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Original article
Female medical students are estimated to have a higher risk for developing eating disorders than male medical students


Agnete Skovlund Dissing, Nanna Hasle Bak,
Laura Erna Toftegaard Pedersen & Birgit H. Petersson

Unit of Women and Gender Research in Medicine, Section of General Practice, Department of Public Health, University of Copenhagen


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Abstract

Introduction: Studies show that university students are at risk for eating disorders. However, risk behaviour has not been studied among Danish medical students, nor have the gender differences in risk behaviour been described in a Danish context.

Material and methods: All first-year medical students (n = 979) received a questionnaire related to body perception, exercise habits, eating habits, height and weight in the fall of 2006 and 2007. The response rate was 57% (n = 561). The gender distribution of the study population was 71.8% females and 28.2% males and the average age was 21.5 years.

Results: More males (89.8%) than females (73.1%) were satisfied with their body and more females (34.8%) than males (10.9%) felt too fat. More females (42.7%) than males (19.9%) felt guilty when eating unhealthy food. 2.3% (all females) claimed to feel anxiety when they were about to eat. More males (48.4%) than females (28.6%) stated that they could not keep themselves from exercising. 13.5% of the underweight females (body mass index < 20 kg/m2) felt too fat, while none of the underweight males had this perception. In average, females and males displayed 2.8 and 2.1 risk behaviours, respectively.

Conclusion: Female medical students have a drive for thinness and male medical students want to be muscular. More female than male students have a negative body perception. Female medical students are estimated to have a higher risk for developing eating disorders than male students. Future research in this area should address the causes of such behaviour.

Approximately 5-700 new cases of anorexia nervosa and bulimia nervosa are registered every year in Denmark and it is estimated that approximately 55,650 Danish women aged 15-45 years are living with either diagnosed or undiagnosed anorexia nervosa, bulimia nervosa or binge eating disorder [1]. It is suggested that eating disorders should not only be viewed as the ‘‘classic’’ eating disorders that meet the diagnostic criteria, but should be perceived more broadly; i.e. that the concept should include a wider range of risk behaviours for eating disorders [2].

In line with this, studies show that students in higher education show risk behaviours that can develop into eating disorders. Body dissatisfaction, dieting, compulsory exercise and binge eating are reported to be highly prevalent in college populations [3-5]. A Spanish and an American study found that approximately 20% of the female students and 10–15% of the male students were at risk of developing eating disorders as estimated with the Eating Disorder Inventory (EDI)-2 scale and the Eating Among Teens (EAT)-26 scale, respectively [6, 7]. Though often considered a resourceful group, medical students were shown in one study to be at particular risk for eating disorders compared with students in other study programmes [8].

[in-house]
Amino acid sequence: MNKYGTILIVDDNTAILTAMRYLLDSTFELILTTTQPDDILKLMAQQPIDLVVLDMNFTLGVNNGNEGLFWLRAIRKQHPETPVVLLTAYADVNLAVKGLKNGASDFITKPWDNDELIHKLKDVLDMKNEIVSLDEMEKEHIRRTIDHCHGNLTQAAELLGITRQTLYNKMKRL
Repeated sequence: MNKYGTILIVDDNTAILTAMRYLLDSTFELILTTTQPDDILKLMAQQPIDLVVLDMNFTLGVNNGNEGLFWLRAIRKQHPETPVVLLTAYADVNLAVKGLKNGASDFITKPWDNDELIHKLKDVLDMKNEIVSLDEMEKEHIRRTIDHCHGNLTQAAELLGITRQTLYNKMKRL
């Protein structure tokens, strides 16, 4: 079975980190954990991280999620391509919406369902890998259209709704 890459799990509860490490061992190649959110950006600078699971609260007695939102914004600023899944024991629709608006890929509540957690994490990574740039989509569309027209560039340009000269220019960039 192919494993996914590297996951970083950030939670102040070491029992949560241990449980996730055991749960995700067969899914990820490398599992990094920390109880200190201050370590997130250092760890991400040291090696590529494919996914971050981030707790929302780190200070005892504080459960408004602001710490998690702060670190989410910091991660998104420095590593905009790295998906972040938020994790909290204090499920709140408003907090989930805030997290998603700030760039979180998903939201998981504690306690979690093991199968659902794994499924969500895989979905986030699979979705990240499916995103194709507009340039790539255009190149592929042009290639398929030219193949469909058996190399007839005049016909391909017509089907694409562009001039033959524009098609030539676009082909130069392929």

Hence, it is relevant to focus on risk behaviour among students that may later develop into a diagnostic eating disorder. However, only little attention has been given to risk behaviour for eating disorders among university students in a Danish context. Besides a study conducted by Waaddegaard & Petersson in 1995, which investigated the prevalence of bulimia nervosa-related behaviour among Danish medical students [9], no studies have been conducted to examine risk behaviour for eating disorders among Danish university students.

Studies investigating eating disorder often focus on females. However, studies show that males’ risk for developing eating disorders is increasing [7]. In order for health professionals to be capable of detecting risk behaviour for eating disorder in both females and males, it is therefore relevant to investigate the risk behaviour of both genders and to highlight how they differ.

The purpose of this article was to estimate the prevalence of risk behaviour that may develop into a diagnostic eating disorder and to describe how such behaviour differs between males and females in a population of medical students.

Risk behaviour was investigated by examining body perception, eating habits and exercise habits among the students. These parameters are suggested as indicators for risk behaviour for eating disorders [10]. Body mass index (BMI) was measured and compared with the parameters for risk behaviour.

MATERIAL AND METHODS
Data collection

Data derive from the follow-up study ‘‘From Student to Graduate’’. This article is based on the data that were collected at baseline.

In the fall of 2006 and 2007, all new medical students at the University of Copenhagen received a paper-based questionnaire (n = 979), which was handed out after a lecture to participating students or sent by mail to the student’s home address. In total, 672 females and 307 males were enrolled in 2006 and 2007. Subjects who did not return the questionnaire received up to two e-mail reminders in the form of an electronic version of the questionnaire. The questionnaire was pilot-tested by 20 students who were subsequently interviewed individually about their understanding of the questions. Uncertainties and misleading questions were revised based on the pilot test.